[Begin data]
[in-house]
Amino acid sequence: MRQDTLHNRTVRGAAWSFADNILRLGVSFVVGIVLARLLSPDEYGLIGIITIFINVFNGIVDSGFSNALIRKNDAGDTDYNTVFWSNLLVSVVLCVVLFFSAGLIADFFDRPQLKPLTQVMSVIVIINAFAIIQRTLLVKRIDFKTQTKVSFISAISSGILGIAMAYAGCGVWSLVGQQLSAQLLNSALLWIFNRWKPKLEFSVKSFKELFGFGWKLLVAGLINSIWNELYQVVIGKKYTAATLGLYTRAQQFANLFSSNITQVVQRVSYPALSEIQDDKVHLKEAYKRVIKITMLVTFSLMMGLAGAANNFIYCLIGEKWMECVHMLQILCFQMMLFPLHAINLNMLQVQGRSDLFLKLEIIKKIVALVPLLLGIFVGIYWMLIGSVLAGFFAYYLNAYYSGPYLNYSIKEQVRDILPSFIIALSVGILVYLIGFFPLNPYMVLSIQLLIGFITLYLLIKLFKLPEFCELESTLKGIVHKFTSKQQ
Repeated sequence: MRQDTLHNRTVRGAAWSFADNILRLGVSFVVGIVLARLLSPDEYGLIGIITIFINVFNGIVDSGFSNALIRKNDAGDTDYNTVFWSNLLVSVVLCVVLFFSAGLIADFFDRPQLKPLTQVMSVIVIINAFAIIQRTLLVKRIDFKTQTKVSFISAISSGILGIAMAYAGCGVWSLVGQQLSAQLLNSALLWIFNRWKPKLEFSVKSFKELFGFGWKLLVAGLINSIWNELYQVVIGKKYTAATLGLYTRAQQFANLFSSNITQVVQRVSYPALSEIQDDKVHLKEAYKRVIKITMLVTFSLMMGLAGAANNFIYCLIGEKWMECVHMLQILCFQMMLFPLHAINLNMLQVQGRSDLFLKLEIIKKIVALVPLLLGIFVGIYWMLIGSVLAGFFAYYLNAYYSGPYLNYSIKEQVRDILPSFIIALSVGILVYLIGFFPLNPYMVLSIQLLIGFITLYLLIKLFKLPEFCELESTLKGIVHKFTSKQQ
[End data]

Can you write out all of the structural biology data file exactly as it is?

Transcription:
[in-house]
Amino acid sequence: MRQDTLHNRTVRGAAWSFADNILRLGVSFVVGIVLARLLSPDEYGLIGIITIFINVFNGIVDSGFSNALIRKNDAGDTDYNTVFWSNLLVSVVLCVVLFFSAGLIADFFDRPQLKPLTQVMSVIVIINAFAIIQRTLLVKRIDFKTQTKVSFISAISSGILGIAMAYAGCGVWSLVGQQLSAQLLNSALLWIFNRWKPKLEFSVKSFKELFGFGWKLLVAGLINSIWNELYQVVIGKKYTAATLGLYTRAQQFANLFSSNITQVVQRVSYPALSEIQDDKVHLKEAYKRVIKITMLVTFSLMMGLAGAANNFIYCLIGEKWMECVHMLQILCFQMMLFPLHAINLNMLQVQGRSDLFLKLEIIKKIVALVPLLLGIFVGIYWMLIGSVLAGFFAYYLNAYYSGPYLNYSIKEQVRDILPSFIIALSVGILVYLIGFFPLNPYMVLSIQLLIGFITLYLLIKLFKLPEFCELESTLKGIVHKFTSKQQ
Repeated sequence: MRQDTLHNRTVRGAAWSFADNILRLGVSFVVGIVLARLLSPDEYGLIGIITIFINVFNGIVDSGFSNALIRKNDAGDTDYNTVFWSNLLVSVVLCVVLFFSAGLIADFFDRPQLKPLTQVMSVIVIINAFAIIQRTLLVKRIDFKTQTKVSFISAISSGILGIAMAYAGCGVWSLVGQQLSAQLLNSALLWIFNRWKPKLEFSVKSFKELFGFGWKLLVAGLINSIWNELYQVVIGKKYTAATLGLYTRAQQFANLFSSNITQVVQRVSYPALSEIQDDKVHLKEAYKRVIKITMLVTFSLMMGLAGAANNFIYCLIGEKWMECVHMLQILCFQMMLFPLHAINLNMLQVQGRSDLFLKLEIIKKIVALVPLLLGIFVGIYWMLIGSVLAGFFAYYLNAYYSGPYLNYSIKEQVRDILPSFIIALSVGILVYLIGFFPLNPYMVLSIQLLIGFITLYLLIKLFKLPEFCELESTLKGIVHKFTSKQQ